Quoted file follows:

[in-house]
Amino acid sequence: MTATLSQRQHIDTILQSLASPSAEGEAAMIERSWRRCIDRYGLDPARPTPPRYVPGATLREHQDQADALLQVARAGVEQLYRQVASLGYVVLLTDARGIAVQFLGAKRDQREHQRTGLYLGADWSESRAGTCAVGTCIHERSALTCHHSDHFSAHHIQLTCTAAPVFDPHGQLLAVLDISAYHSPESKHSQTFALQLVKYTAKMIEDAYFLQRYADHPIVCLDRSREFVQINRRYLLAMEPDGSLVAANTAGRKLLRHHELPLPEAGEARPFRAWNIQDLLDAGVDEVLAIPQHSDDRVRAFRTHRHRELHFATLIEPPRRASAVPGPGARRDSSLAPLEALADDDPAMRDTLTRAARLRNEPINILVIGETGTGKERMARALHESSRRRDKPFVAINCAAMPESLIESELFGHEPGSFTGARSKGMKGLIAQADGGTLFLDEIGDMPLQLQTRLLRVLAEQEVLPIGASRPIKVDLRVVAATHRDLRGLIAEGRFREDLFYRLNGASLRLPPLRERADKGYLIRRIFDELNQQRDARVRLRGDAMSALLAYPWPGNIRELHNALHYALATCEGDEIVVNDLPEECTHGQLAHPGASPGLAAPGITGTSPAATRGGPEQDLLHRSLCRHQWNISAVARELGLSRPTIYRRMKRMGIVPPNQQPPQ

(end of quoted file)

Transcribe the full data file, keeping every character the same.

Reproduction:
[in-house]
Amino acid sequence: MTATLSQRQHIDTILQSLASPSAEGEAAMIERSWRRCIDRYGLDPARPTPPRYVPGATLREHQDQADALLQVARAGVEQLYRQVASLGYVVLLTDARGIAVQFLGAKRDQREHQRTGLYLGADWSESRAGTCAVGTCIHERSALTCHHSDHFSAHHIQLTCTAAPVFDPHGQLLAVLDISAYHSPESKHSQTFALQLVKYTAKMIEDAYFLQRYADHPIVCLDRSREFVQINRRYLLAMEPDGSLVAANTAGRKLLRHHELPLPEAGEARPFRAWNIQDLLDAGVDEVLAIPQHSDDRVRAFRTHRHRELHFATLIEPPRRASAVPGPGARRDSSLAPLEALADDDPAMRDTLTRAARLRNEPINILVIGETGTGKERMARALHESSRRRDKPFVAINCAAMPESLIESELFGHEPGSFTGARSKGMKGLIAQADGGTLFLDEIGDMPLQLQTRLLRVLAEQEVLPIGASRPIKVDLRVVAATHRDLRGLIAEGRFREDLFYRLNGASLRLPPLRERADKGYLIRRIFDELNQQRDARVRLRGDAMSALLAYPWPGNIRELHNALHYALATCEGDEIVVNDLPEECTHGQLAHPGASPGLAAPGITGTSPAATRGGPEQDLLHRSLCRHQWNISAVARELGLSRPTIYRRMKRMGIVPPNQQPPQ